At our general meeting on Tuesday, October 8, we heard a presentation from Jack Kerfoot, speaking on “U. S. Energy Trends”.

Speaker: Jack Kerfoot Slides: us_energy_ev_trends.pdf

Jack Kerfoot is scientist, energy expert and author of the book “FUELING AMERICA, An Insider’s Journey.” He has spent over forty years in the energy industry working with scientists, bureaucrats, ministers, sheikhs and potentates on energy projects around the world. Jack is the principal of JL Kerfoot Energy Services and has been on numerous national radio and television talk shows to discuss energy issues in America and around the world. He blogs at “Our Energy Conundrum” at http://www.jackkerfoot.

Presentation: U.S. Energy Trends

The presentation discusses the driving forces and trends for each of the major energy sources (oil & gas, coal, nuclear & renewable energy). It provides multiple reasons (climate change, air quality, economics, rapidly declining supplies of all fossil fuels) for America to rapidly move to renewable energy.

The presentation shows that wind, solar & hydro are now cheaper than any form of fossil fuel and that it is imperative we look to increase the support for renewable energy, using multiple, irrefutable facts.

Transportation is now the largest source of greenhouse gases in America. The last few slides show that a transportation revolution is taking place in America and around the world. In Jack’s opinion, 2025 will be the tipping point when more people in America will buy new EVs than internal combustion engines.




On Tuesday, September 10, ESF will host a presentation on wave energy capture. Wave energy capture is an especially intriguing source for Oregonians as our state has significant potential for its development.

Speaker: Dr. Burke Hales

Dr. Hales is the chief scientist for the wave energy test site that is being developed about seven miles west of Newport on the Oregon coast. Dr Hales is a professor in Oregon State's College of Earth, Ocean and Atmospheric Sciences.

Presentation: Wave Energy Capture

The Wave Energy Capture project is known as PacWave. It will provide grid connected wave energy testing in an open ocean environment. Oregon State has received a 35 million dollar grant from the U.S. Department of Energy to develop and build out the site.

It has been estimated that, globally, the marine energy market could reach nearly $700 billion by 2050. The World Energy Council estimates that 10 percent of worldwide electricity demand could be met by harvesting ocean energy.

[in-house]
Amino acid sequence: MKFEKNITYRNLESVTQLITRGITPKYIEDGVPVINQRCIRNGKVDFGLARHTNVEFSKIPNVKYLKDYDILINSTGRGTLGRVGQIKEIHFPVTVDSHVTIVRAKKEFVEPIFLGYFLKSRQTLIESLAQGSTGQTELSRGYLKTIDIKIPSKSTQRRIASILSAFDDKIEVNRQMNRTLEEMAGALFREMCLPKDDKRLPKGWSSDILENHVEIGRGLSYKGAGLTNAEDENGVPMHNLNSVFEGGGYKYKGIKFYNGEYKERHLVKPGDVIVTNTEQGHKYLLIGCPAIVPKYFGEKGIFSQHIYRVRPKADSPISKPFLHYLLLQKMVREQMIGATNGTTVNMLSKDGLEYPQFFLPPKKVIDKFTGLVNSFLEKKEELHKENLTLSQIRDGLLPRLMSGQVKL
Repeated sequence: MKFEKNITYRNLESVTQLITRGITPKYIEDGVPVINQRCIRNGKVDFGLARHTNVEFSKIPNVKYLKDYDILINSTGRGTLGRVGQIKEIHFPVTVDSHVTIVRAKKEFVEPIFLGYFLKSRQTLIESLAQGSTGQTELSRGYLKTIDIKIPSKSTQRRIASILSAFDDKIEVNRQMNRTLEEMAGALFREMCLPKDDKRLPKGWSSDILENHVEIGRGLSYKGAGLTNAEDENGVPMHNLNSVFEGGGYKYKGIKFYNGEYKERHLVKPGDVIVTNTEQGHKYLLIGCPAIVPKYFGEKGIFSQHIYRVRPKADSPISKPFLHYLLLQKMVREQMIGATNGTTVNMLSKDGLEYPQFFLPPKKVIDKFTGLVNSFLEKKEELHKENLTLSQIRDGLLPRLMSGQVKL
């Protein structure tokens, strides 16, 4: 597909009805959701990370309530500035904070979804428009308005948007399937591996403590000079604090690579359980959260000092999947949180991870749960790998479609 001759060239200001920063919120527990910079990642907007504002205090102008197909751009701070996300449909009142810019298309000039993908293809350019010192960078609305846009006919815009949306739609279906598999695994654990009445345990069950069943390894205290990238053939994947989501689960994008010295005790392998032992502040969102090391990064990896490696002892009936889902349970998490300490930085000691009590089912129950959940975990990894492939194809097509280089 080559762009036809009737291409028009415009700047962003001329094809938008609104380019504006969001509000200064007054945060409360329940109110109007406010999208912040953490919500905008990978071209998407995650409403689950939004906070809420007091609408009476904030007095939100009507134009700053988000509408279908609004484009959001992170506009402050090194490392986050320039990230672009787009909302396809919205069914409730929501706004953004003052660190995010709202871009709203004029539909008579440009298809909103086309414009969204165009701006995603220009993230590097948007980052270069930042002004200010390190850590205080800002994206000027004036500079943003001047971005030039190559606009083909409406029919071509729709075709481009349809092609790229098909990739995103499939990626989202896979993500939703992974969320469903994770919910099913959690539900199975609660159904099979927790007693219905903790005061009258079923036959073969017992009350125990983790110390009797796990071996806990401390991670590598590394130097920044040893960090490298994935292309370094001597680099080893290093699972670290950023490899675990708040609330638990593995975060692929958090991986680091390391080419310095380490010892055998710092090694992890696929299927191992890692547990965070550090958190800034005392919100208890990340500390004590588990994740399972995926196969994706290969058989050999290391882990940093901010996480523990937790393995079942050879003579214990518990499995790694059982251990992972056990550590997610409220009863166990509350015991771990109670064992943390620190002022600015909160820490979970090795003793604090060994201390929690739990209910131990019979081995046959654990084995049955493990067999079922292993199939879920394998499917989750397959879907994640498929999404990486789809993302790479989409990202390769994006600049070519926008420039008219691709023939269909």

You won't want to miss Dr Hales' presentation on this transformational project occurring right within our own state.




For our May Meeting Presentation:Addressing Climate Change Everywhere, All Of The Time [but from a Milwaukie, OR perspective]

Speaker: Mark Gamba is the Mayor of Milwaukie, Oregon. He serves on the executive committee of the Metropolitan Mayors Consortium, is past chair of the Metropolitan Policy Advisory Committee, and serves on numerous other committees. Mark entered politics six years ago with a run for Milwaukie City Council. As a photographer for National Geographic, he witnessed firsthand the urgent need for all of us, everywhere, all of the time, to be working to address climate change, and realized public office was the place he could make the greatest impact. Mark is frequently invited to speak on climate issues, and is a past participant in Al Gore’s Climate Reality Leadership Corps training.

Speaker: Kathy Hyzy, Milwaukie City Council Member, is a lifelong advocate for the natural world. She holds an MS in Environmental Studies from the University of Montana and has worked for a number of environmental organizations in the Northwest, including Renewable Northwest and Oregon Environmental Council. After serving as a citizen member of Milwaukie’s Climate Action Plan Committee, she was elected to Milwaukie City Council in November 2018.

Presentation: Addressing Climate Change Everywhere, All Of The Time Slides: rsf_cap_presentation.pdf

Oftentimes our policy focus on climate issues is trained on the global or national level, yet taking a stand on climate change is possible and essential for a city of any size. After months of input from community stakeholders, in October of 2018, Milwaukie’s Climate Action Plan—which will make Milwaukie a fully carbon neutral city by 2050—was finalized and adopted by Milwaukie City Council. Mark and Kathy will share how the plan was developed, the specifics of where Milwaukie is focusing its efforts, and how the plan is gradually being implemented throughout the community.


For our April Meeting Presentation: Biogas Utilization at the Columbia Blvd Wastewater Treatment Plant

Further information at: Renewable Natural Gas project

Speaker: Vu Han, P.E.: Engineer, City of Portland Bureau of Environmental Services, Treatment and Pumping System Division




For our March Meeting Presentation: we heard a presentation from Jen Coleman of the Oregon Environmental Council and Mary Peveto, Co-Founder of Neighbors for Clean Air on “Ditching Dirty Diesel”.

Speaker – Jen Coleman

Jen Coleman is Oregon Environmental Council's Health Outreach and Communications Director. For ten years, she has worked with Oregon Environmental Council to advance policies that reduce toxic exposures in our environment and to give people the tools they need to act on their health and environmental values. Jen has served on the governor's Environmental Justice Task Force, the Multnomah County Healthy Homes Coalition, the Healthy Communities Coalition, and more. Before moving to Oregon to work with OEC, Jen spent ten years working with Environmental Defense Fund in New York.